It is a difficult position.  On the one hand we want the statements to fairly represent the financial activity of the association but on the other hand we don’t want to drive up the cost of the engagement to the point where they find another auditor.  One who perhaps will take huge shortcuts on the reporting and auditing side.  Yes, we see that far too often as well.

So, putting your reserve fund to work by investing it strategically and at reasonable risk is a fair approach to managing the money.  But there are other things to consider besides the actual investing and you, as a board, need to be aware of these issues and take a position on how to report this to the owners in your association financial statement.

Have a great day and an awesome weekend.  And, if you are looking for an experienced audit team to help you maintain effective controls over your association’s finances, feel free to contact us anytime.  We look forward to the opportunity to be of service to you.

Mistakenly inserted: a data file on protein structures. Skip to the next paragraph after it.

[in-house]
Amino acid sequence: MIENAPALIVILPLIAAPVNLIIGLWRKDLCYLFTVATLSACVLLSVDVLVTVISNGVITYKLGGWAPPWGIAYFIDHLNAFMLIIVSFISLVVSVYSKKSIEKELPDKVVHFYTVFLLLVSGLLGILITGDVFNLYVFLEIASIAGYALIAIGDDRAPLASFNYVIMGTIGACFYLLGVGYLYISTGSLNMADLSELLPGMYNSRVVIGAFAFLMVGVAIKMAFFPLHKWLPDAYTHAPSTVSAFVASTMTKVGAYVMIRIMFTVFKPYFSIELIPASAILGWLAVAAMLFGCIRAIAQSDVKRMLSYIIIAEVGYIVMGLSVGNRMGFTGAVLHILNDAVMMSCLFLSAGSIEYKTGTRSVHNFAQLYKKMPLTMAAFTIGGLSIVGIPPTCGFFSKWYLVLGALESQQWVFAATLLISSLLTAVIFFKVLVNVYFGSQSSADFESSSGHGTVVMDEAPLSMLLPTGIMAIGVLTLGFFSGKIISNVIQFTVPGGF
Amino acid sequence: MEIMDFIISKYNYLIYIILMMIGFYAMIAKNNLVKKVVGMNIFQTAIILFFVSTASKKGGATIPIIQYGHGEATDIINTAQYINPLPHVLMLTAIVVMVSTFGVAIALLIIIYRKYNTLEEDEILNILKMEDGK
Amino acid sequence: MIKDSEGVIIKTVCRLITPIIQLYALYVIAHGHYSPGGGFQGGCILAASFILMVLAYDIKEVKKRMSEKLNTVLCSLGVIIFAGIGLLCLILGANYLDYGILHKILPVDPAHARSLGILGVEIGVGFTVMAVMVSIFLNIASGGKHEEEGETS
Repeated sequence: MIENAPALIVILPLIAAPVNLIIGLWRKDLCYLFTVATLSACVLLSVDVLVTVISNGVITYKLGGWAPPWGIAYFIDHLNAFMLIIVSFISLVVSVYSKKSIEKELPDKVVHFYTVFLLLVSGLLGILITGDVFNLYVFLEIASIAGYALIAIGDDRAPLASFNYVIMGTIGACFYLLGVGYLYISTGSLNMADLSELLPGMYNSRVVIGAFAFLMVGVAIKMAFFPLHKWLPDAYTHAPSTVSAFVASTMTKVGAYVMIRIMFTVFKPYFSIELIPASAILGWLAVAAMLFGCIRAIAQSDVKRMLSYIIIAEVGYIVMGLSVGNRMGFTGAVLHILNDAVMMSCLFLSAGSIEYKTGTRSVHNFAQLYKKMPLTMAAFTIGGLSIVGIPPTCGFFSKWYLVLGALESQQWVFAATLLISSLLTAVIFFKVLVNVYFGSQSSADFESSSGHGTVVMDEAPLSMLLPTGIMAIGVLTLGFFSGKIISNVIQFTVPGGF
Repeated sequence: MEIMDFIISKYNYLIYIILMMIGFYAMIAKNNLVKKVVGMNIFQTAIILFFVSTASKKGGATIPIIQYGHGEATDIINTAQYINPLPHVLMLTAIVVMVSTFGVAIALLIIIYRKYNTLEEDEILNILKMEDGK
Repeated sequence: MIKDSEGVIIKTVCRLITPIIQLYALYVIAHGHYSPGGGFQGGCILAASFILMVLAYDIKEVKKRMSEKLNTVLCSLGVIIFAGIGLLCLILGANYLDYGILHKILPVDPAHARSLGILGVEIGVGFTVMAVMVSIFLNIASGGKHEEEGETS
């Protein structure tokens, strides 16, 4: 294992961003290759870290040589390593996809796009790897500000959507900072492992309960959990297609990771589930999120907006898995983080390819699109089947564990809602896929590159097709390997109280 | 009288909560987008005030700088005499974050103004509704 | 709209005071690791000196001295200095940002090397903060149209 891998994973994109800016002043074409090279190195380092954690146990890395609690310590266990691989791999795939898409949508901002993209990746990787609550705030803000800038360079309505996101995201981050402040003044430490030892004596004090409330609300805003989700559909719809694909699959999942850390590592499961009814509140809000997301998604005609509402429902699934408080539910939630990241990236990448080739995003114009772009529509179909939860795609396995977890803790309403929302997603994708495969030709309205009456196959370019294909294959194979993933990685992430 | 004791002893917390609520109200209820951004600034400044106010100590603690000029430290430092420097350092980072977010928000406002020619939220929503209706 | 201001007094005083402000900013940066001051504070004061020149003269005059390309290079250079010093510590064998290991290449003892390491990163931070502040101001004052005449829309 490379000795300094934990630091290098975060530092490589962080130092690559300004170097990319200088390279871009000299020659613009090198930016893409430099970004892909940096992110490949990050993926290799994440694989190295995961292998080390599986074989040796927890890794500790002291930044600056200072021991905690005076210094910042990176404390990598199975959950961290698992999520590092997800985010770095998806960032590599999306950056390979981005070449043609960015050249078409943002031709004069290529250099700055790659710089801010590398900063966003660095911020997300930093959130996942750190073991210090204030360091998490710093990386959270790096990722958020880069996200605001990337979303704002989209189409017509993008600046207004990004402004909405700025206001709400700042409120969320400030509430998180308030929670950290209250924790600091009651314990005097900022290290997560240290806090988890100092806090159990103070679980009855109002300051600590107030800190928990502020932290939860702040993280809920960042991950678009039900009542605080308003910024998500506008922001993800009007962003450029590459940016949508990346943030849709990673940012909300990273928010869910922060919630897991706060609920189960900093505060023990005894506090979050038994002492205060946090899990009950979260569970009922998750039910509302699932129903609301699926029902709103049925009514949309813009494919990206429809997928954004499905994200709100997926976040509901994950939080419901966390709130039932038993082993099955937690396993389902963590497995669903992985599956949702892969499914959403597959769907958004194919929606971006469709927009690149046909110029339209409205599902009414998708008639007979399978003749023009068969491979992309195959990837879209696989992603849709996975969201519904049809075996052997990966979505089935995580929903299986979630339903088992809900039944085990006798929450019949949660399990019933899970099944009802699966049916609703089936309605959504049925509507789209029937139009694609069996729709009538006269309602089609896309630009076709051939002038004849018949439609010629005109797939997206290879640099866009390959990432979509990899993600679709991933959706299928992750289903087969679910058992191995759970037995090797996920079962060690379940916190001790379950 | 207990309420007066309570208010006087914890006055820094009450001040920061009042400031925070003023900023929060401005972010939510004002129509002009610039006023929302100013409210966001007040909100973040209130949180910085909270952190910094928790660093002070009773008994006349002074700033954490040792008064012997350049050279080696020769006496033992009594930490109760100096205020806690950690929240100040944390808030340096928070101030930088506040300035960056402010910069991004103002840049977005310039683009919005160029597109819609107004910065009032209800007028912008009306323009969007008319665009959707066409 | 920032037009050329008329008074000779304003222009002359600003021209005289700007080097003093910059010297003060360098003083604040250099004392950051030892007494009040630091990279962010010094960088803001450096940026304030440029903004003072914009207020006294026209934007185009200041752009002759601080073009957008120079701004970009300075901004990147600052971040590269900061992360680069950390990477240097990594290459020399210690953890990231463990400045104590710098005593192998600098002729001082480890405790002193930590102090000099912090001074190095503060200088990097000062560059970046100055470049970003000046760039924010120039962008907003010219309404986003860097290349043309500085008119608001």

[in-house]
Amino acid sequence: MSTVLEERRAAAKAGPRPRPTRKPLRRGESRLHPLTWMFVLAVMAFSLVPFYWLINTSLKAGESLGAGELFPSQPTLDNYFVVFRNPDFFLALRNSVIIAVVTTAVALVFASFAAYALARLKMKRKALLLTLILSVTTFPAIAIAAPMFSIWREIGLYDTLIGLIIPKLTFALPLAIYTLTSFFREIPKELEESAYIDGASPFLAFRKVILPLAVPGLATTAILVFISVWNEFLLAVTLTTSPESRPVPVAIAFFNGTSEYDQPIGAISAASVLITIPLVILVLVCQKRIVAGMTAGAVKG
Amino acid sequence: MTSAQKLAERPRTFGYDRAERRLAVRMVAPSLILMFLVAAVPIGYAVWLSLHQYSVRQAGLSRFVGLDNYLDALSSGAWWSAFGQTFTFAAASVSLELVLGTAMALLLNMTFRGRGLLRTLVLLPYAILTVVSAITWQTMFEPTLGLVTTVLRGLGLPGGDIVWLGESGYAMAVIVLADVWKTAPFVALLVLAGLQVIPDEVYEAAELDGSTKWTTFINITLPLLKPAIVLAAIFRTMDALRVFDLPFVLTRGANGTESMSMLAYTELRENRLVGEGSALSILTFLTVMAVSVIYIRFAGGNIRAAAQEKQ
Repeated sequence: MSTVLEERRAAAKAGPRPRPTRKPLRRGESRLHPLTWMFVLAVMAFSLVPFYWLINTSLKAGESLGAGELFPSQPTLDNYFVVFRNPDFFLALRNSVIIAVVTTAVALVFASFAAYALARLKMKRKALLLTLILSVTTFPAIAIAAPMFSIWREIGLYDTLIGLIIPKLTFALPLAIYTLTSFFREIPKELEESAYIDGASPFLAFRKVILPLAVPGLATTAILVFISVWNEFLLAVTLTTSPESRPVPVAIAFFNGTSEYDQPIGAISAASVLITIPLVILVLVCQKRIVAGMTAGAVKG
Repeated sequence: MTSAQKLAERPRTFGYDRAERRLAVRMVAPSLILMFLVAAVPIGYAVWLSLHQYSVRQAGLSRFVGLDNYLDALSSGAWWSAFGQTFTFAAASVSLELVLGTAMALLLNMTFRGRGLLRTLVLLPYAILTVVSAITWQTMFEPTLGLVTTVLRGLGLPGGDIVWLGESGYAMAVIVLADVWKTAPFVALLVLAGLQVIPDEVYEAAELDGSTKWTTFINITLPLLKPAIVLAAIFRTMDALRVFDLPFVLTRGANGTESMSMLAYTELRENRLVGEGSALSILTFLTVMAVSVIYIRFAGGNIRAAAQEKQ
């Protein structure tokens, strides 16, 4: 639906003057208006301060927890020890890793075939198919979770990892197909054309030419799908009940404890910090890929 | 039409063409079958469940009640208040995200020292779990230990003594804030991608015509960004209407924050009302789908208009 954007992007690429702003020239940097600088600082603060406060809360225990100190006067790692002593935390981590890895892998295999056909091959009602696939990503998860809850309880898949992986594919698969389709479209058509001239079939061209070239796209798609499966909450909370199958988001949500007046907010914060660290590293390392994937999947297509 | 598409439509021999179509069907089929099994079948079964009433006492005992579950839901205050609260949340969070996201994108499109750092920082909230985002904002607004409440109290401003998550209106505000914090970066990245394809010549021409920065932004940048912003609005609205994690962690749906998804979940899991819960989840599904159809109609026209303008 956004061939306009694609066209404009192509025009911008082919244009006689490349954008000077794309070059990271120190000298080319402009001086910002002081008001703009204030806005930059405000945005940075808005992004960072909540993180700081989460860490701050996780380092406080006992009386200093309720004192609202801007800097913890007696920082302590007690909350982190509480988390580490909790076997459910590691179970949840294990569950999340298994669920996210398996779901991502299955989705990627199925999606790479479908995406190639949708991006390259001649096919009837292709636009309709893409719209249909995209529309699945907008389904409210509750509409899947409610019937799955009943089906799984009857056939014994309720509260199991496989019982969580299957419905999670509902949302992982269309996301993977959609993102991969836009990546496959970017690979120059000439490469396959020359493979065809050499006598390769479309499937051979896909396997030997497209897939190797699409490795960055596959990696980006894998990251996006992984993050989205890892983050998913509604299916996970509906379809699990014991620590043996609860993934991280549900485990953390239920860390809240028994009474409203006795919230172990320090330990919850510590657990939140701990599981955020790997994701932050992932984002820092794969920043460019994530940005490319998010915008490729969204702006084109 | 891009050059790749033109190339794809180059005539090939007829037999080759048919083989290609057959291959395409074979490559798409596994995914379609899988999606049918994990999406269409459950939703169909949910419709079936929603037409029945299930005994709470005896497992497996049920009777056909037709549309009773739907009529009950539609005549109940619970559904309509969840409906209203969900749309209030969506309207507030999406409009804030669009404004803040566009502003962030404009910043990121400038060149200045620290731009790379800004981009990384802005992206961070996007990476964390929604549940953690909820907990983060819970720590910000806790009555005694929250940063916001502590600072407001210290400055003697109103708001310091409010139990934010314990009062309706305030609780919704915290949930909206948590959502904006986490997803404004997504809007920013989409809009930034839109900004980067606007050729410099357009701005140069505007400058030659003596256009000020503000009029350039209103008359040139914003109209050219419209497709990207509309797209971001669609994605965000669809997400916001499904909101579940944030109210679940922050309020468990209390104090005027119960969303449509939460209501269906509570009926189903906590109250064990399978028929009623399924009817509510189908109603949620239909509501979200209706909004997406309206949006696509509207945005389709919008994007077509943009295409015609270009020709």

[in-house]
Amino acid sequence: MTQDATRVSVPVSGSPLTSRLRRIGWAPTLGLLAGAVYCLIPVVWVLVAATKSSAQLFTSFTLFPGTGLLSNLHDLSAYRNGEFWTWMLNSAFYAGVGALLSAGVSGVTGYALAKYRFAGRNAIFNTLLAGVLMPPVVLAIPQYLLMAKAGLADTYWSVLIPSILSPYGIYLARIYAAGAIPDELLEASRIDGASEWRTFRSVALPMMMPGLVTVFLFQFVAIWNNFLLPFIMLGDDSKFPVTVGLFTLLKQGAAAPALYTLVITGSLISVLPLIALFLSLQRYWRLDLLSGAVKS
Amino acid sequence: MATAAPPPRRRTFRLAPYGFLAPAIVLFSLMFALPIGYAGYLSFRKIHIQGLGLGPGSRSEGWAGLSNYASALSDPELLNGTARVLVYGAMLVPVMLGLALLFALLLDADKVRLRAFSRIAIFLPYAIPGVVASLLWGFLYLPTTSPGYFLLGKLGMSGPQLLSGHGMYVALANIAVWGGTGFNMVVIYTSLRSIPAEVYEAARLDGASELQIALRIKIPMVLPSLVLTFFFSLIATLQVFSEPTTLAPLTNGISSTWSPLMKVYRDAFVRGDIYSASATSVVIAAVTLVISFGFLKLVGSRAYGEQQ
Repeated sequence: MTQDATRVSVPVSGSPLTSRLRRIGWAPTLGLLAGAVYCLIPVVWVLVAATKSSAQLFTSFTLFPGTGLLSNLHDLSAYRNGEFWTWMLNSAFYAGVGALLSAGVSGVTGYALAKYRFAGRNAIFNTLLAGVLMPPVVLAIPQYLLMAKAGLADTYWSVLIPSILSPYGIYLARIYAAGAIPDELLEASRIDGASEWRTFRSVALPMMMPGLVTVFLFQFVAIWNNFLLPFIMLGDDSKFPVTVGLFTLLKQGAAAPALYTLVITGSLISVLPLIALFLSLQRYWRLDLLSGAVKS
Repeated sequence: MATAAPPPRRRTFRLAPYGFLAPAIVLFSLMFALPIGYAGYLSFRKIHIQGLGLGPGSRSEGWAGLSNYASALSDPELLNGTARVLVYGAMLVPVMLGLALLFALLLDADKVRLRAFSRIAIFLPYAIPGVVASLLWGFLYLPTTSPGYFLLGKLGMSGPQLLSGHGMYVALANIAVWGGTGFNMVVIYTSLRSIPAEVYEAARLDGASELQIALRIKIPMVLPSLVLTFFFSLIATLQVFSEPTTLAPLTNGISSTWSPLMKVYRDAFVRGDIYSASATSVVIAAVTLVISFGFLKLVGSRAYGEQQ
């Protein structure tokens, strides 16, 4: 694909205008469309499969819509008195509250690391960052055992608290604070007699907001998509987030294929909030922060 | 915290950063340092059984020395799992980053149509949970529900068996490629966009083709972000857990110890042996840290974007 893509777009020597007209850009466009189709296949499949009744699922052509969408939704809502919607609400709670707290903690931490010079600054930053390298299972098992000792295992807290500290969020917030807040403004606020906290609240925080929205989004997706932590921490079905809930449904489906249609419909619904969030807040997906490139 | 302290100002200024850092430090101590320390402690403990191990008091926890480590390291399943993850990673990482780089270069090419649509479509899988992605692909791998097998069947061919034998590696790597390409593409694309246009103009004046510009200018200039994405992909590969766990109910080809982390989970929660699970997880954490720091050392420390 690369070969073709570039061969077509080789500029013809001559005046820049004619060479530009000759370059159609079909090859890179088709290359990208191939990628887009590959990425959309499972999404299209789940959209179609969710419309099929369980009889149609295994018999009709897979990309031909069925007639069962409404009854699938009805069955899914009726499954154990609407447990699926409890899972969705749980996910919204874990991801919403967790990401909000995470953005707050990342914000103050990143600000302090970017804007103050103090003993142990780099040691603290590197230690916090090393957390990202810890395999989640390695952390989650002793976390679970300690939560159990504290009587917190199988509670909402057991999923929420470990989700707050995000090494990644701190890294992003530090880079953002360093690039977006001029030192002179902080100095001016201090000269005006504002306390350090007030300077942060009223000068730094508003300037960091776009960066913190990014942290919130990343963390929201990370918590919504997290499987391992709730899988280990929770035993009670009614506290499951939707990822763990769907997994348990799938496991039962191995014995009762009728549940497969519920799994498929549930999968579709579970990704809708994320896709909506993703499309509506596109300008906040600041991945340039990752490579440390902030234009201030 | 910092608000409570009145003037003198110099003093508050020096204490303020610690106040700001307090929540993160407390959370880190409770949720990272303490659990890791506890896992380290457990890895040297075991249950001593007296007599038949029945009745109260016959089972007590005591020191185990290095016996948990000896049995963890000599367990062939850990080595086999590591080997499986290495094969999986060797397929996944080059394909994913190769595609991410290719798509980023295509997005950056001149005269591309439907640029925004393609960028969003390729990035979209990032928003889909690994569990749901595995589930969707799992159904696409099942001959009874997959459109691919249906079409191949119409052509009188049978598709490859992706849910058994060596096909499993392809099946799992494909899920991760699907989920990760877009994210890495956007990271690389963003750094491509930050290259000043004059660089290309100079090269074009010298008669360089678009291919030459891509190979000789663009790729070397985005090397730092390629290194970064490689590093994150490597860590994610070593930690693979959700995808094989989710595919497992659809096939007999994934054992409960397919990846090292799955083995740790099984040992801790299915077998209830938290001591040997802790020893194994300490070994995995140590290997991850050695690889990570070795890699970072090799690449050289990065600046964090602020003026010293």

Topic number 3 today so far.

I am in the process of designing our proposal template.  Actually templates because we will end up with several different ones for each type of work we do.  I was originally going with only having one but doing so required far too many variables.  Take an audit proposal, as an example, we list out several things that could cause the clients costs to increase beyond what was quoted.  We decided to do that because our goal is to provide a high quality and fairly (i.e. low) priced audit.  But when there is a lack of cooperation our time commitment increases and so does the cost.  We wanted to convey this fact to the reader.

For a review engagement we don’t face those same sorts of hurdles.  So the list is not only smaller but vastly different.  It would take a lot of variable programming to make use of a single template which added and subtracted elements.  I dislike the idea of having multiple templates but we want to provide proposals now and we want them to feel right.  So we did a trade-off and I am learning to be ok with that.